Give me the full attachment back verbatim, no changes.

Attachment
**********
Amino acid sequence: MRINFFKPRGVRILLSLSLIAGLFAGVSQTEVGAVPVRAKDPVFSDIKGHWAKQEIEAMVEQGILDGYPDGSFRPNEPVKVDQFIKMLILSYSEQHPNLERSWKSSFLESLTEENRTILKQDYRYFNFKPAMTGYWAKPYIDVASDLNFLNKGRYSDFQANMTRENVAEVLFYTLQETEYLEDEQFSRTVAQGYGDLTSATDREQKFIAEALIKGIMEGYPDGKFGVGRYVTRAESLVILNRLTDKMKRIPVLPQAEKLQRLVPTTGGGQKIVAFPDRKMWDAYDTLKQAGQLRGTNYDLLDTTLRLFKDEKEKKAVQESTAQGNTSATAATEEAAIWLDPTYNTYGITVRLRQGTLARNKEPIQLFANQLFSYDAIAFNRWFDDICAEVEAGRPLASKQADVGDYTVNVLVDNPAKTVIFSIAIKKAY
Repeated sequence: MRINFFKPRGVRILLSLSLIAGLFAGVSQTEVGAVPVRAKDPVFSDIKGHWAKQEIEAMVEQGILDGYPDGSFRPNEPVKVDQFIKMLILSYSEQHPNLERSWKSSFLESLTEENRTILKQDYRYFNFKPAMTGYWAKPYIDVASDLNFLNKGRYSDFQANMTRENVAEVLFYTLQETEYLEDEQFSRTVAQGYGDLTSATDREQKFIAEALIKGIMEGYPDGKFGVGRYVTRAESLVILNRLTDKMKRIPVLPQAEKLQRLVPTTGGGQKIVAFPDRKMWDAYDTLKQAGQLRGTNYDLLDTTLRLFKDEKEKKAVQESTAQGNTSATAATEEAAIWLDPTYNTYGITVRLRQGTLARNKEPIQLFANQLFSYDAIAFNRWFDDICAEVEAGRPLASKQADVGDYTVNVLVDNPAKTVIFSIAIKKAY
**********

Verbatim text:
Amino acid sequence: MRINFFKPRGVRILLSLSLIAGLFAGVSQTEVGAVPVRAKDPVFSDIKGHWAKQEIEAMVEQGILDGYPDGSFRPNEPVKVDQFIKMLILSYSEQHPNLERSWKSSFLESLTEENRTILKQDYRYFNFKPAMTGYWAKPYIDVASDLNFLNKGRYSDFQANMTRENVAEVLFYTLQETEYLEDEQFSRTVAQGYGDLTSATDREQKFIAEALIKGIMEGYPDGKFGVGRYVTRAESLVILNRLTDKMKRIPVLPQAEKLQRLVPTTGGGQKIVAFPDRKMWDAYDTLKQAGQLRGTNYDLLDTTLRLFKDEKEKKAVQESTAQGNTSATAATEEAAIWLDPTYNTYGITVRLRQGTLARNKEPIQLFANQLFSYDAIAFNRWFDDICAEVEAGRPLASKQADVGDYTVNVLVDNPAKTVIFSIAIKKAY
Repeated sequence: MRINFFKPRGVRILLSLSLIAGLFAGVSQTEVGAVPVRAKDPVFSDIKGHWAKQEIEAMVEQGILDGYPDGSFRPNEPVKVDQFIKMLILSYSEQHPNLERSWKSSFLESLTEENRTILKQDYRYFNFKPAMTGYWAKPYIDVASDLNFLNKGRYSDFQANMTRENVAEVLFYTLQETEYLEDEQFSRTVAQGYGDLTSATDREQKFIAEALIKGIMEGYPDGKFGVGRYVTRAESLVILNRLTDKMKRIPVLPQAEKLQRLVPTTGGGQKIVAFPDRKMWDAYDTLKQAGQLRGTNYDLLDTTLRLFKDEKEKKAVQESTAQGNTSATAATEEAAIWLDPTYNTYGITVRLRQGTLARNKEPIQLFANQLFSYDAIAFNRWFDDICAEVEAGRPLASKQADVGDYTVNVLVDNPAKTVIFSIAIKKAY